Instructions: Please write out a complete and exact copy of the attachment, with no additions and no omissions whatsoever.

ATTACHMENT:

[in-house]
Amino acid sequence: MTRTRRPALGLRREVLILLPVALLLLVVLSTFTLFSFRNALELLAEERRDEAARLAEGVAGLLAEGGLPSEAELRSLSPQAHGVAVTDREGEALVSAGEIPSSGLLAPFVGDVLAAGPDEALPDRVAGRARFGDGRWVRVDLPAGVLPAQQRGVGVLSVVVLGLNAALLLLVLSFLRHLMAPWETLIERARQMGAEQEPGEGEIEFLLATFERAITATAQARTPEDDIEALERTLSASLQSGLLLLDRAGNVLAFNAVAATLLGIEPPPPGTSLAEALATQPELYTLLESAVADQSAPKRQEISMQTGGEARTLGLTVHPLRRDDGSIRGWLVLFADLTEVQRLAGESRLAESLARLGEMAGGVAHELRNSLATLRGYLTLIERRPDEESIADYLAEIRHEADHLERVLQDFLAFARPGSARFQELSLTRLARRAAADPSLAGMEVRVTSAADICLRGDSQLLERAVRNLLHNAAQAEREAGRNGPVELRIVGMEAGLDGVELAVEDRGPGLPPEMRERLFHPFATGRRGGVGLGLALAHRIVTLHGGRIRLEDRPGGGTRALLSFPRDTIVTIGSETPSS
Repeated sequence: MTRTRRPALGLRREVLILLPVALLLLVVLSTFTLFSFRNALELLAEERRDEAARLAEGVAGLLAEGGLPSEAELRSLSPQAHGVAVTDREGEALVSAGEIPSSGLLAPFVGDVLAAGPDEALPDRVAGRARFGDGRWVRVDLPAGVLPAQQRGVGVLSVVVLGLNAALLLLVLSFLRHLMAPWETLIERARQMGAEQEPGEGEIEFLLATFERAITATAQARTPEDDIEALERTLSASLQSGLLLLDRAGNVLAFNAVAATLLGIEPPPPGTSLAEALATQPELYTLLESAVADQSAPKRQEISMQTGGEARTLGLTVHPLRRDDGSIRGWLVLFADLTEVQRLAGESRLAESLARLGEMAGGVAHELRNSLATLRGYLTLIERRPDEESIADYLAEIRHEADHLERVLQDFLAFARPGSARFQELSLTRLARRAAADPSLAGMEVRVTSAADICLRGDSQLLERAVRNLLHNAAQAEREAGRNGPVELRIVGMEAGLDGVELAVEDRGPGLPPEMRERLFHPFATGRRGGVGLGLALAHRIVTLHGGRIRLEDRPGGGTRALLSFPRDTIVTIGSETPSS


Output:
[in-house]
Amino acid sequence: MTRTRRPALGLRREVLILLPVALLLLVVLSTFTLFSFRNALELLAEERRDEAARLAEGVAGLLAEGGLPSEAELRSLSPQAHGVAVTDREGEALVSAGEIPSSGLLAPFVGDVLAAGPDEALPDRVAGRARFGDGRWVRVDLPAGVLPAQQRGVGVLSVVVLGLNAALLLLVLSFLRHLMAPWETLIERARQMGAEQEPGEGEIEFLLATFERAITATAQARTPEDDIEALERTLSASLQSGLLLLDRAGNVLAFNAVAATLLGIEPPPPGTSLAEALATQPELYTLLESAVADQSAPKRQEISMQTGGEARTLGLTVHPLRRDDGSIRGWLVLFADLTEVQRLAGESRLAESLARLGEMAGGVAHELRNSLATLRGYLTLIERRPDEESIADYLAEIRHEADHLERVLQDFLAFARPGSARFQELSLTRLARRAAADPSLAGMEVRVTSAADICLRGDSQLLERAVRNLLHNAAQAEREAGRNGPVELRIVGMEAGLDGVELAVEDRGPGLPPEMRERLFHPFATGRRGGVGLGLALAHRIVTLHGGRIRLEDRPGGGTRALLSFPRDTIVTIGSETPSS
Repeated sequence: MTRTRRPALGLRREVLILLPVALLLLVVLSTFTLFSFRNALELLAEERRDEAARLAEGVAGLLAEGGLPSEAELRSLSPQAHGVAVTDREGEALVSAGEIPSSGLLAPFVGDVLAAGPDEALPDRVAGRARFGDGRWVRVDLPAGVLPAQQRGVGVLSVVVLGLNAALLLLVLSFLRHLMAPWETLIERARQMGAEQEPGEGEIEFLLATFERAITATAQARTPEDDIEALERTLSASLQSGLLLLDRAGNVLAFNAVAATLLGIEPPPPGTSLAEALATQPELYTLLESAVADQSAPKRQEISMQTGGEARTLGLTVHPLRRDDGSIRGWLVLFADLTEVQRLAGESRLAESLARLGEMAGGVAHELRNSLATLRGYLTLIERRPDEESIADYLAEIRHEADHLERVLQDFLAFARPGSARFQELSLTRLARRAAADPSLAGMEVRVTSAADICLRGDSQLLERAVRNLLHNAAQAEREAGRNGPVELRIVGMEAGLDGVELAVEDRGPGLPPEMRERLFHPFATGRRGGVGLGLALAHRIVTLHGGRIRLEDRPGGGTRALLSFPRDTIVTIGSETPSS